Happy Friday! What a sunny week it has been. All our crops are really enjoying this strong flow of energy from the sun. Pretty much all of our apple varieties now have color on them. My dad actually ate a Jersey Mac a couple days ago, so you can expect to see those coming in VERY soon. What did I just say?? Apples? Wow, we are halfway through summer already. That reminds me of tomatoes, and boy oh boy are we harvesting a lot of them out of our high tunnel right now. Here is what it looks like at the moment. Maybe a little bigger than the last picture I posted(back in Field Update No. 10, May 25th)?
These tomato plants really took off. You can’t tell from the angle of this picture, but most of the plants are just as tall as I am. Cornell Cooperative Extension has been assisting me with the nutrition program by sending in leaf samples to an agricultural lab for analysis every two weeks. This has helped us keep a fine tuned eye on them, and feed the plants exactly what they need to produce the best fruit possible. Something else that has helped these plants explode with growth is the rootstock we grafted them onto. I talked about this more in depth in Field Update No. 1 and a little in No. 2 as well. There are 15 plants in the tunnel that are the same fruiting variety, but not grafted. This allows us to easily visualize how big of an impact the grafting process has.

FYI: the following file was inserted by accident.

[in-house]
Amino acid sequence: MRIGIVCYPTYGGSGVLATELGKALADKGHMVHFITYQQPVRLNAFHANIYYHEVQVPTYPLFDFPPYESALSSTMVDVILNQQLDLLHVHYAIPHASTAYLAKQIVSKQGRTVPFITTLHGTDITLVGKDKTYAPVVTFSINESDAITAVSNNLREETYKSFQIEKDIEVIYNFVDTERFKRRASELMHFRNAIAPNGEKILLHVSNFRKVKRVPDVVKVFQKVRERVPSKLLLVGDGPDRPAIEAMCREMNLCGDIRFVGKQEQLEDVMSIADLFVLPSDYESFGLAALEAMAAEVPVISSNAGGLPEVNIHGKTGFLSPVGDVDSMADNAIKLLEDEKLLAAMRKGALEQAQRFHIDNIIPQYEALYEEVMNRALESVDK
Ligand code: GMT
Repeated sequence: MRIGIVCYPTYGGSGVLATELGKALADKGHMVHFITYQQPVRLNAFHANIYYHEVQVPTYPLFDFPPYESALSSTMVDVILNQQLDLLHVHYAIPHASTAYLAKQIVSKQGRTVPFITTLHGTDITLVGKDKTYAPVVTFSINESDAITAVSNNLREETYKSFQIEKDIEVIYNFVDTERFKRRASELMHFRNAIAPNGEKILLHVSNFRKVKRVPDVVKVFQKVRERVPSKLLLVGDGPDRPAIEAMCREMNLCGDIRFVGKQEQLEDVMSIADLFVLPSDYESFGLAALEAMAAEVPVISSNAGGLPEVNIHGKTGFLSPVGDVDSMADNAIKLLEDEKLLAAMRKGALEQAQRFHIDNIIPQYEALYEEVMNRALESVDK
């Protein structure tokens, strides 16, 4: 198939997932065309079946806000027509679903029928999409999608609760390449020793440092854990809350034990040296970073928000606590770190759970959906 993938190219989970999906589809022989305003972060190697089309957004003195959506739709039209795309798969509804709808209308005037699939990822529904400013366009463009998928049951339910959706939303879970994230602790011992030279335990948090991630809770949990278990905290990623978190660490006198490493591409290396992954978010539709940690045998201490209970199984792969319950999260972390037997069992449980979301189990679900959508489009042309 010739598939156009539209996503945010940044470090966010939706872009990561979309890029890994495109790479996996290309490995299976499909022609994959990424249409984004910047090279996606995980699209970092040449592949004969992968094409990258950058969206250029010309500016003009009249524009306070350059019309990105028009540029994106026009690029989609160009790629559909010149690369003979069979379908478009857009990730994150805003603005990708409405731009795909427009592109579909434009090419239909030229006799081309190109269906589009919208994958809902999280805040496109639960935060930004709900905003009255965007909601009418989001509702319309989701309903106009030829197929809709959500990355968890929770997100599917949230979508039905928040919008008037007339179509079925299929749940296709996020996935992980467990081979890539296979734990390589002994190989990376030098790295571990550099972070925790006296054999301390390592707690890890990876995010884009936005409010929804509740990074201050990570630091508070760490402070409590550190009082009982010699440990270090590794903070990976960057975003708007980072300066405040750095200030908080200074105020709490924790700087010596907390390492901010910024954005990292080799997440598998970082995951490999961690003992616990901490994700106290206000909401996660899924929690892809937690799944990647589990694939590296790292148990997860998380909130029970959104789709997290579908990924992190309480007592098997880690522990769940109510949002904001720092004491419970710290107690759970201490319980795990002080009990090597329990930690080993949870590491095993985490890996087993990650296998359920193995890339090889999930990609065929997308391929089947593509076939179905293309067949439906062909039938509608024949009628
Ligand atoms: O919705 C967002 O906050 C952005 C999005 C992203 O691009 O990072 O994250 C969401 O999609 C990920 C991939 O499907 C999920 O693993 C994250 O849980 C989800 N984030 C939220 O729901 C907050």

Just outside the high tunnel is our ⅓ acre mat we grow our chrysanthemums on (usually simply called mums). The mum mat is completely full right now with mums that are also loving the growing conditions. We have three different plantings of them so that the blooms are spread across the season. Pictured here are mums from the first planting. I wanted to talk briefly about the irrigation we use. The mum foliage has grown so much, you can barely make out the black irrigation line running along the tops of the pots. This irrigation line posed a bit of a problem the first year we set it up, which was only two years ago. Due to it’s black color, it absorbs a lot of heat from sunlight, and actually expands and contracts. When this happens, the little holes that let water out of the line and into the pot move outside of the pot and drip on the ground. This also meant they could not be completely fixed on each end. We figured out that bungees worked the best at keeping the line tight and centered over the pot. Nothing is ever easy! Now on to those strawberry renovation pictures I promised you.
The picture on the left is after the first two steps. And the picture on the right is after step 3, the final step. The strawberries are weed sprayed, and then mowed down pretty hard. It sounds pretty counterintuitive, I know. Mowing off all the foliage you’ve worked so hard to grow? However, it is a sacrifice you have to take now in order to maximize the crop for next year. Once the plants are mowed, I go over them with a 4 foot rototiller. We take teeth out of the middle, and drive over the center of the row so the only plants left behind are nice and organized. I plan on taking pictures every other day, so we can watch as the rows regenerate and green up. I’m excited to see how quick they take back their field!
Ok, that’s all for this week. Thank you so much for reading, and I’ll see you back here next Friday!